Francis William Aston's first mass spectrographs used photographic film to detect ions passed through the instrument, and photoplates continue to be used for ion detection in spark-source and glow discharge ionization instruments today. However, electron multipliers and photomultiplier detectors are installed in many modern beam instruments that are used for organic and bio-organic analysis, providing gains in excess of 10
6. Specialized detection systems are used in instruments when, for example, precision abundance measurements or position-sensitive detection is required. In this column, we review the Faraday cup detector for mass spectrometry.
An earlier column discussed the operation of electron multipliers used as detectors in mass spectrometry (MS) (1). You may remember that the electron multiplier was invented by P.T. Farnsworth (2), who also invented analog television, and in his later years, a device that claimed to provide controlled fusion. Analog television has been replaced by digital transmission, and controlled fusion remains firmly entrenched in the future. However, the electron multiplier became an extraordinarily useful device and is widely used in mass spectrometers. Despite this, the electron multiplier detection process is subject to a mass-discrimination effect (3). Additionally, because the detector produces a signal for both fast-moving ions and neutral particles, it also produces detector "noise" unrelated to the mass-selected ions.
In this column, as well as the next installment, we describe two detector systems used in MS — the Faraday cup and position-sensitive array detectors. The Faraday cup (FC or FEC, for Faraday electrometer cup) is very simple in concept. Coupled with modern electronics, the Faraday cup is singularly useful in producing high precision measurements in isotope ratio mass spectrometers. Array detectors (which can include arrays of miniaturized Faraday cups) are used not only as detectors for dispersive-beam instruments, but also as developmental tools for characterizing the position and cross section of a beam of ions as it traverses an instrument.
A Simple Cup
Figure 1: Photograph of a cylindrical FC detector. The ions enter the cup through the aperture on the right. An electron suppression plate surrounds the ion entrance aperture and keeps secondary electrons emitted from the impacted surface within the confines of the device. Adapted from the public domain figure provided in the wikipedia entry on "Faraday cup."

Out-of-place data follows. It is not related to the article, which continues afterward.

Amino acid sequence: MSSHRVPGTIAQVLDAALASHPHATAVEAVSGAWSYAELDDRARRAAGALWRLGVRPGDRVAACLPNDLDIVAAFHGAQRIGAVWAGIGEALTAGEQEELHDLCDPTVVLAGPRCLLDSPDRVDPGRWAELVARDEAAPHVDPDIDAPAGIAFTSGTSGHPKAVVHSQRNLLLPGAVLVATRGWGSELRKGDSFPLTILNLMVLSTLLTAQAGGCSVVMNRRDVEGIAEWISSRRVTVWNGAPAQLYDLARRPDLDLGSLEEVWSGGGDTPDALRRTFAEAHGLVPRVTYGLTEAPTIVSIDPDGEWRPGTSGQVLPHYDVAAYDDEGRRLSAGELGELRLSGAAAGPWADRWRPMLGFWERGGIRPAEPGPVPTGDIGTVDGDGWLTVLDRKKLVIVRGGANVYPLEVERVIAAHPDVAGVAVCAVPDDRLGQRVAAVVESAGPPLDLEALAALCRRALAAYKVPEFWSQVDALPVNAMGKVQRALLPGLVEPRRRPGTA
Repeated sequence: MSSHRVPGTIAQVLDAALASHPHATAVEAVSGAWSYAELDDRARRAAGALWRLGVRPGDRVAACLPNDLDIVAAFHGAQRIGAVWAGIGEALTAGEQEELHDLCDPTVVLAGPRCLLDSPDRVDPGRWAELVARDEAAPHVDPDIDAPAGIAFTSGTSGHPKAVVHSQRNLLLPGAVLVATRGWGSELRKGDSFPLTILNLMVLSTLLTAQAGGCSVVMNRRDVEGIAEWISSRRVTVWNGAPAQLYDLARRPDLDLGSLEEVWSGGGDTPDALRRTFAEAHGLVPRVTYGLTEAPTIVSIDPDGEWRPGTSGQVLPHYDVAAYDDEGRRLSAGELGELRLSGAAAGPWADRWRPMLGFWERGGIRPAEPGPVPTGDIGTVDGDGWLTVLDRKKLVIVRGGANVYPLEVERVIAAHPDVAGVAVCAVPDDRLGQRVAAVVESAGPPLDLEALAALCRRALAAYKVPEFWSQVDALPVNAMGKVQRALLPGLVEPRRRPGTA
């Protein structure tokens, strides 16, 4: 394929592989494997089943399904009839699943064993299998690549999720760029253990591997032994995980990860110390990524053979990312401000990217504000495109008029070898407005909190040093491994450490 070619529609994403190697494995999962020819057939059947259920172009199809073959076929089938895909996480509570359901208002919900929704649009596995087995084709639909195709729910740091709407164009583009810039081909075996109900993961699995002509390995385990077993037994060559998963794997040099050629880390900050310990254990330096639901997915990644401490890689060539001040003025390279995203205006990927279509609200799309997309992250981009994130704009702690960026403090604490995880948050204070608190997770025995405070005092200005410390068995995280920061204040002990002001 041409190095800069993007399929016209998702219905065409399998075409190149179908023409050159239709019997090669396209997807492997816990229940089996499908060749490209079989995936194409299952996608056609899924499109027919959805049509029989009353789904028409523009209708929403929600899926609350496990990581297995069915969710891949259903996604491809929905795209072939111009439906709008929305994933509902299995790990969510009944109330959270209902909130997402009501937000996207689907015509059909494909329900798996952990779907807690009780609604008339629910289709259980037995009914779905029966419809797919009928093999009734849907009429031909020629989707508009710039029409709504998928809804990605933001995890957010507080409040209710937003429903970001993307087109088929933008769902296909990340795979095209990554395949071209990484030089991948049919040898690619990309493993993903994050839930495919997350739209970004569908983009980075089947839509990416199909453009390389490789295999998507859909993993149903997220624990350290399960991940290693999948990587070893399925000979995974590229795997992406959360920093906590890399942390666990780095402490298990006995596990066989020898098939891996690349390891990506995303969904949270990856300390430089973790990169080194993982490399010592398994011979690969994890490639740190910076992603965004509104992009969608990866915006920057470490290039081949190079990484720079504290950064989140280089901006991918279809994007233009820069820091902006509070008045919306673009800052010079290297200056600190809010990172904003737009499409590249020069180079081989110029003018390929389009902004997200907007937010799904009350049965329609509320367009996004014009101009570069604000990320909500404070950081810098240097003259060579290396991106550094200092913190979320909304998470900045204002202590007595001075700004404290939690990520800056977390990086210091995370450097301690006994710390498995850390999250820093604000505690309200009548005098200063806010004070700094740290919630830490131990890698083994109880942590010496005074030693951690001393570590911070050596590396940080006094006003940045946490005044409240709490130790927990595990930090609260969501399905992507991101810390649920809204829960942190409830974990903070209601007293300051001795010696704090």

The design of a Faraday cup is remarkably simple; it is indeed a cup. The metal cup (Figure 1 is a photograph and Figure 2 is a schematic) is placed within a vacuum system to intercept a beam of charged particles (electrons or ions). The charge on each particle (approximately 1.6 × 10-19 C) is passed to the metal on neutralization of the impacting ion. The cup is an element in a circuit; the current flow through the circuit can be very accurately measured and is directly proportional to the number of ions that have been intercepted by the Faraday cup. A current of 1 nA in the circuit corresponds to the arrival of several billion singly charged ions per second at the Faraday cup. Let's do the calculation, remembering that 1 A corresponds to a current of 1 C/s:
Because the detection is based solely on the charge, FC-based detectors exhibit no mass discrimination, which is an advantage in high precision measurements. Additionally, ions of higher charge states produce a correspondingly larger signal. Errors in the current measurement are reduced with the addition of an electron suppressor plate to the cup, as shown in Figure 1. The suppressor plate reduces losses because of backscattering of the incident ions and also reduces the probability of escape for secondary electrons that may be released on ion impact. Commercial FC detectors may have a weak magnetic field to prevent secondary electrons from leaving the Faraday cup (4), and they may operate with a slight positive bias on the impacted surface to reduce secondary electron emission. As expected, the limit of detection for a Faraday cup depends on the sensitivity of the electrometer in the circuit that it is connected to. The current passes through a circuit resistor, and the generated difference in voltage is measured (V = IR). Even relatively simple circuits and low cost amplifiers can provide a 10 mV signal for a picoampere of input current. Revisiting equation 1 above reveals that measuring microvolts corresponds to a few thousand ions. Therefore, the FC detector can be used for high sensitivity analyses. The ability to avoid a scanning mass analysis is also advantageous, as we will describe shortly. The noise associated with the electronics necessary for "amplification" of the weak signal (usually involving a high-ohm resistor) is compensated for by a measurement time that can last several hundred seconds.
Figure 2: Schematic diagram of a simple FC detector.